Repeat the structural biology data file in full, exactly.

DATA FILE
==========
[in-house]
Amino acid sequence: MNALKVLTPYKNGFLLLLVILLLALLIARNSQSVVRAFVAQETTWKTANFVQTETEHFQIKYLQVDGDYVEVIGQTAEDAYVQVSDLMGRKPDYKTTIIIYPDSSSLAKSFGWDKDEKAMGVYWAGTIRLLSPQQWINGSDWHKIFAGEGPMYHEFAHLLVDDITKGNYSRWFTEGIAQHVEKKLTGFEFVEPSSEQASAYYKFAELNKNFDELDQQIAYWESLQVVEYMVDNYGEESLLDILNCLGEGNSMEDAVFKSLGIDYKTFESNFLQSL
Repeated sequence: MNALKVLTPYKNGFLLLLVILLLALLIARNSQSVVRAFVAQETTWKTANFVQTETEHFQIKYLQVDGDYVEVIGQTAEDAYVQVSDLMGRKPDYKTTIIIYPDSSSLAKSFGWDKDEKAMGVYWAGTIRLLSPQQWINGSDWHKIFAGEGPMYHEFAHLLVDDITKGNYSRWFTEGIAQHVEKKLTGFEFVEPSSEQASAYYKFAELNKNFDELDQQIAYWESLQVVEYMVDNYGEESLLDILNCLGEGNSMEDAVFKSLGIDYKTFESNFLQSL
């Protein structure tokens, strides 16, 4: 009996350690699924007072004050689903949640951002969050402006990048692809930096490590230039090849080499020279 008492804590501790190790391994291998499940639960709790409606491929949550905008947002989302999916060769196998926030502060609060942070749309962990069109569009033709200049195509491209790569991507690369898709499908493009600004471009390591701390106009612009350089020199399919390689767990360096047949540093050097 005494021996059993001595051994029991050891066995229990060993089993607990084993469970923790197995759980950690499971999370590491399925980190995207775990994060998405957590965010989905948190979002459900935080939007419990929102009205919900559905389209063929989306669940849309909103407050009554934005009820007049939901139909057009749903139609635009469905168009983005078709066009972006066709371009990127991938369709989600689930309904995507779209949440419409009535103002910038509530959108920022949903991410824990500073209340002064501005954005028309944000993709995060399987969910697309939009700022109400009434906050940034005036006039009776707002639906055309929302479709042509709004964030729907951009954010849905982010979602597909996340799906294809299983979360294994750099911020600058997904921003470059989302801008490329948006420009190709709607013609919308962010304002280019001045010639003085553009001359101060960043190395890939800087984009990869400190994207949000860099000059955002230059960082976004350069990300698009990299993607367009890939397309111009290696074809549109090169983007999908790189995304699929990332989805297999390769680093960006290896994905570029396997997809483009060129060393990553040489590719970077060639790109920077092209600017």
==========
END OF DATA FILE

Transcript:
[in-house]
Amino acid sequence: MNALKVLTPYKNGFLLLLVILLLALLIARNSQSVVRAFVAQETTWKTANFVQTETEHFQIKYLQVDGDYVEVIGQTAEDAYVQVSDLMGRKPDYKTTIIIYPDSSSLAKSFGWDKDEKAMGVYWAGTIRLLSPQQWINGSDWHKIFAGEGPMYHEFAHLLVDDITKGNYSRWFTEGIAQHVEKKLTGFEFVEPSSEQASAYYKFAELNKNFDELDQQIAYWESLQVVEYMVDNYGEESLLDILNCLGEGNSMEDAVFKSLGIDYKTFESNFLQSL
Repeated sequence: MNALKVLTPYKNGFLLLLVILLLALLIARNSQSVVRAFVAQETTWKTANFVQTETEHFQIKYLQVDGDYVEVIGQTAEDAYVQVSDLMGRKPDYKTTIIIYPDSSSLAKSFGWDKDEKAMGVYWAGTIRLLSPQQWINGSDWHKIFAGEGPMYHEFAHLLVDDITKGNYSRWFTEGIAQHVEKKLTGFEFVEPSSEQASAYYKFAELNKNFDELDQQIAYWESLQVVEYMVDNYGEESLLDILNCLGEGNSMEDAVFKSLGIDYKTFESNFLQSL
């Protein structure tokens, strides 16, 4: 009996350690699924007072004050689903949640951002969050402006990048692809930096490590230039090849080499020279 008492804590501790190790391994291998499940639960709790409606491929949550905008947002989302999916060769196998926030502060609060942070749309962990069109569009033709200049195509491209790569991507690369898709499908493009600004471009390591701390106009612009350089020199399919390689767990360096047949540093050097 005494021996059993001595051994029991050891066995229990060993089993607990084993469970923790197995759980950690499971999370590491399925980190995207775990994060998405957590965010989905948190979002459900935080939007419990929102009205919900559905389209063929989306669940849309909103407050009554934005009820007049939901139909057009749903139609635009469905168009983005078709066009972006066709371009990127991938369709989600689930309904995507779209949440419409009535103002910038509530959108920022949903991410824990500073209340002064501005954005028309944000993709995060399987969910697309939009700022109400009434906050940034005036006039009776707002639906055309929302479709042509709004964030729907951009954010849905982010979602597909996340799906294809299983979360294994750099911020600058997904921003470059989302801008490329948006420009190709709607013609919308962010304002280019001045010639003085553009001359101060960043190395890939800087984009990869400190994207949000860099000059955002230059960082976004350069990300698009990299993607367009890939397309111009290696074809549109090169983007999908790189995304699929990332989805297999390769680093960006290896994905570029396997997809483009060129060393990553040489590719970077060639790109920077092209600017």